Photo posted by Salem and Mohammed on the blog Kuwait Black Market.
This ad appeared on the walls of Kuwait City last week. It might seem surprising but it reveals the extent of a growing trend in private sales of organs in the Gulf state. One of our Observers in the capital phoned the number on the poster for further details.
The World Health Organisation estimates that around 5% of the yearly 70,000 transplanted organs are traded on the black market. Despite an increase in the number of awareness campaigns over the past few decades, there has not however been an increase in the number of donors. There are thousands of patients on waiting lists around the world. In the US for example, the number of people waiting for an organ has tripled during the past ten years, topping 100,000 in June this year. In the UK there are almost 8,000, and in France, around 5,000.
Although there is little reliable data on organ trafficking, it is widely accepted that countries such as Brazil, India, Moldova, Romania and the Philippines are major suppliers of organs. In the Middle East, it's Turkey, Egypt, and more recently Iraq and the Palestinian Territories where you're most likely to get hold of an organ. Peddlers tend to target poor districts and slums for donors. A profitable business when those in need, usually from rich countries, are ready to pay a high price for a healthy organ.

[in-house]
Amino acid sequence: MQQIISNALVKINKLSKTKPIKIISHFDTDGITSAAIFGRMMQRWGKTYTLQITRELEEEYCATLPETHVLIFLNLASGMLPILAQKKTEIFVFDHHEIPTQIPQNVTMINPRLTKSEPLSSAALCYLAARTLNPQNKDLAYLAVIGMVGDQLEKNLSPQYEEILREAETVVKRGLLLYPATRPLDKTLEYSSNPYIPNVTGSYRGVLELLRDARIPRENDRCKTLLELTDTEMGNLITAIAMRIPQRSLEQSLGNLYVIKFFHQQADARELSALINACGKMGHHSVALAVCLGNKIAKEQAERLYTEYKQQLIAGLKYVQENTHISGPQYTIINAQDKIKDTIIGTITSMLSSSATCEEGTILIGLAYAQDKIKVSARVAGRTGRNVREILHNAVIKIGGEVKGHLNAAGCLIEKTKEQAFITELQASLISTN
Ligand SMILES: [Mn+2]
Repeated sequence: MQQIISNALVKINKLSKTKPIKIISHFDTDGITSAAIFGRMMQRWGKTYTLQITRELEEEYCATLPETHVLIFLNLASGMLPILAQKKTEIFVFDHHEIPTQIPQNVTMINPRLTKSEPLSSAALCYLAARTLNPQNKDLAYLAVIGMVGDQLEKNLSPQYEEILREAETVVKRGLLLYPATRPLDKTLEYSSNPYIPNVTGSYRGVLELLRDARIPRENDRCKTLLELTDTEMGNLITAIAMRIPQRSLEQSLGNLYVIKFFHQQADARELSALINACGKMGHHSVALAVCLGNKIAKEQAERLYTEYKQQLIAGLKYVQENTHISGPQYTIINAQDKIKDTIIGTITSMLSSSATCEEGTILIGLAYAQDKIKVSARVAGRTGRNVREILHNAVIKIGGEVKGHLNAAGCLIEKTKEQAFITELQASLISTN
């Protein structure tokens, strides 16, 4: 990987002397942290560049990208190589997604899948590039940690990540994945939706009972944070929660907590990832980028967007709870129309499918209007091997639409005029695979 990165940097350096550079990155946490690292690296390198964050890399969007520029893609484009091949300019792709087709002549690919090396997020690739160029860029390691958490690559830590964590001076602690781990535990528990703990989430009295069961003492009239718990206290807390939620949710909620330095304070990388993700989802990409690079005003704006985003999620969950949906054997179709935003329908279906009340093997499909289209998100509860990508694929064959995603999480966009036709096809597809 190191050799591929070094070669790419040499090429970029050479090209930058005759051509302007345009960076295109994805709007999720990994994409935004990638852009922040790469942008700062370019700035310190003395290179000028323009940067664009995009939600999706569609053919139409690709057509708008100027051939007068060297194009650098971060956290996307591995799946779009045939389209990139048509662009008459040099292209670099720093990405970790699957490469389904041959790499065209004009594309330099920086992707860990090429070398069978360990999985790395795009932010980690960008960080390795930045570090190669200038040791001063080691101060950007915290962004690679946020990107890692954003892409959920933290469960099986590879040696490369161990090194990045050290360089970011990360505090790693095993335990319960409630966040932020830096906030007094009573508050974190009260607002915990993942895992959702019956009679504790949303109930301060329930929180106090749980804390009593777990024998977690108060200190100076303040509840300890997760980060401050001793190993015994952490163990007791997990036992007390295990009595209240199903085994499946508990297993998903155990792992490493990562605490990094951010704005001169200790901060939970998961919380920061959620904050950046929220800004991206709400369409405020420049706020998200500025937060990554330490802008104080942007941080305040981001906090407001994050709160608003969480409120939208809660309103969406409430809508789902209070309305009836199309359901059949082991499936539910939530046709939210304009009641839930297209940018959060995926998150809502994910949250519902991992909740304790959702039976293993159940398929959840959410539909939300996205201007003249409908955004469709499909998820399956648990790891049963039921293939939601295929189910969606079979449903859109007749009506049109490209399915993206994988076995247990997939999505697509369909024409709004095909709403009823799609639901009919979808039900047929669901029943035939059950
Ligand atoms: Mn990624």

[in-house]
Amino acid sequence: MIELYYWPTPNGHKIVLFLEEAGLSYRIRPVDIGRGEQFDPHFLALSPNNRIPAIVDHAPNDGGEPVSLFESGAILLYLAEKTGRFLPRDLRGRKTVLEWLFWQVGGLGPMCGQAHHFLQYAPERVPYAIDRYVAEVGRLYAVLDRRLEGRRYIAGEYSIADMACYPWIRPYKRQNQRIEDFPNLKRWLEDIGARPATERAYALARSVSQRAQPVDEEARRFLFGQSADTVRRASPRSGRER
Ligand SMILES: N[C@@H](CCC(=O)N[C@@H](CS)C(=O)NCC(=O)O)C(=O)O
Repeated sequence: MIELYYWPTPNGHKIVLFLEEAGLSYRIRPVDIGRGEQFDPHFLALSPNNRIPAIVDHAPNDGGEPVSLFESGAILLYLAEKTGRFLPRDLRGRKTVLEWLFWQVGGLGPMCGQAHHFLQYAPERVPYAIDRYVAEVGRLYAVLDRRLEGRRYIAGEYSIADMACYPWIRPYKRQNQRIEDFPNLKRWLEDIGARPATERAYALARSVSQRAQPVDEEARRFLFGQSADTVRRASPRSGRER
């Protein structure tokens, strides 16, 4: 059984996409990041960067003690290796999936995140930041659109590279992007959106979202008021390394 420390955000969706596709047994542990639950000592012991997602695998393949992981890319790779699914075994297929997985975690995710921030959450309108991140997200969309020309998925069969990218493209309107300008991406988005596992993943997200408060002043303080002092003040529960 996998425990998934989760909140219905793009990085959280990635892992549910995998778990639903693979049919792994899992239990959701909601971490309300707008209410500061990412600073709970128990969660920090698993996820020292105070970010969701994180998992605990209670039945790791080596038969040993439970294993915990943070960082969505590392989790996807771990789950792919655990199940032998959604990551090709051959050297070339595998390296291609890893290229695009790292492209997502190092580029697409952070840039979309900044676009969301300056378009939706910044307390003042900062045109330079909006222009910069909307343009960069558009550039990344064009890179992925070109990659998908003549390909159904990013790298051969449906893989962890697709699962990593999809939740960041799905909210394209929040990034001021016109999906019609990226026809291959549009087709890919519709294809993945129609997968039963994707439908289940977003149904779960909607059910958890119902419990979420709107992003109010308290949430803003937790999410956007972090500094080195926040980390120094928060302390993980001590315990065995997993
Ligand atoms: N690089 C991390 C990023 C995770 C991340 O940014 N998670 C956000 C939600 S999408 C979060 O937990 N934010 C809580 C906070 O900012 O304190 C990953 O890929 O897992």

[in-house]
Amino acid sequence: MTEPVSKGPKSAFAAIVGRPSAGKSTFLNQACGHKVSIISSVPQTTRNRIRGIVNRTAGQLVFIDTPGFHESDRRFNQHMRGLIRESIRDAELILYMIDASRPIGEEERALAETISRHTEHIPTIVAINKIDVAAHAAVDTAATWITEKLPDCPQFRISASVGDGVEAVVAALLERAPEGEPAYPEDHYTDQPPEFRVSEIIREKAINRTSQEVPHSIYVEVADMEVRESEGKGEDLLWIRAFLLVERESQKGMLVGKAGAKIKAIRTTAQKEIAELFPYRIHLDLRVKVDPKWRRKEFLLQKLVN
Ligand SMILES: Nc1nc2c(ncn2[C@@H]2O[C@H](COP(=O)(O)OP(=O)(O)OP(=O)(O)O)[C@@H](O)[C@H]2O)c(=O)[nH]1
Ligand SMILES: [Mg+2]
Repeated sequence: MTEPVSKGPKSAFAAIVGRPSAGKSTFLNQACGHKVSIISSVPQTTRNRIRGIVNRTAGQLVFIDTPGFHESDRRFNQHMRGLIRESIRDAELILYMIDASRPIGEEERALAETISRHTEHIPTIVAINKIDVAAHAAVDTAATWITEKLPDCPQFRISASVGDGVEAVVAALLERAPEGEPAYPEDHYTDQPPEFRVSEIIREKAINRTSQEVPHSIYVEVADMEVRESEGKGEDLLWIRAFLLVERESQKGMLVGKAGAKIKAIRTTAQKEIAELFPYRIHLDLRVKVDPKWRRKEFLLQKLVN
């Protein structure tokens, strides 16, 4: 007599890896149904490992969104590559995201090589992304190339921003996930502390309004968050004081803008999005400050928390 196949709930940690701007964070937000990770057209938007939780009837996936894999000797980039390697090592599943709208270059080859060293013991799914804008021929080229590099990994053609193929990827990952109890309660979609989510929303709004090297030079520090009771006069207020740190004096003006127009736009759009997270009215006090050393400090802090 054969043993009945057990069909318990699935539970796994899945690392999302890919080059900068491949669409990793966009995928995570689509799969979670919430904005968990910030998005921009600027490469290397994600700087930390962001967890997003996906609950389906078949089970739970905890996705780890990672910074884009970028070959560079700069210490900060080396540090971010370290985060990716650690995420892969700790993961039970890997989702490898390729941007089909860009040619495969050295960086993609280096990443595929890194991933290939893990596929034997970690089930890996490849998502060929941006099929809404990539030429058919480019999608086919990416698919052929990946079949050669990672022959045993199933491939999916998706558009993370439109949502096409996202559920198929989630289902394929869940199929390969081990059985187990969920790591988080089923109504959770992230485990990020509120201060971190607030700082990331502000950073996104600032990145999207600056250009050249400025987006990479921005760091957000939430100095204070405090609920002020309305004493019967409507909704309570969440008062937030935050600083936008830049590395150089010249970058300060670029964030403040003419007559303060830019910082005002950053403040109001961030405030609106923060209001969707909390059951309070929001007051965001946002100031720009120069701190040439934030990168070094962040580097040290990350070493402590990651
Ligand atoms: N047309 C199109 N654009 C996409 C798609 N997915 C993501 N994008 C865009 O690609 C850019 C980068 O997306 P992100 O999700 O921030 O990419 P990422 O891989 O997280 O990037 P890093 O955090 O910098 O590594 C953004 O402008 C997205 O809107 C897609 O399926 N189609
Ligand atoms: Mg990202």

Researcher Nancy Scheper-Hughes from the University of California, Berkeley, travelled to Turkey at the beginning of the decade to find out for what price she could sell a healthy kidney. At that time, it was just over 2,000 euros. A kidney in Baghdad can today reach up to €10,100. Meanwhile in Vietnam the going price is €2,600, in Egypt €2,300 and in India, just €675.
“1,000 dinar for Kuwaitis, 800 for others”
Robert is a Lebanese blogger. He works in an advertising agency in Kuwait City. Last week, he tried to contact the author behind the ad. He prefers to remain anonymous.
I tried to call the number on the poster but nobody answered [Team Observers also tried to contact the author for further information, also in vain]. So I sent him a text to ask how much he was asking for the kidney. ‘How much are you ready to pay?' he replied. ‘The lowest price,' I wrote back. A few minutes later, I got a response: ‘1,000 dinar [2,363 euros] for Kuwaitis, 800 [€1,890] for others'.
When I didn't respond to his offer, he sent me another message. ‘Is it too expensive for you?' I said indeed, I couldn't pay more than 500 dinar [€1,180]. He then lowered his price to 650 dinar [1,535].
I sent him another message asking why he was trying to sell his kidney. He said it was for personal reasons. It's so sad. He must be desperate. I told him not to sell it and reminded him that it was illegal. He simply replied ‘Thanks'."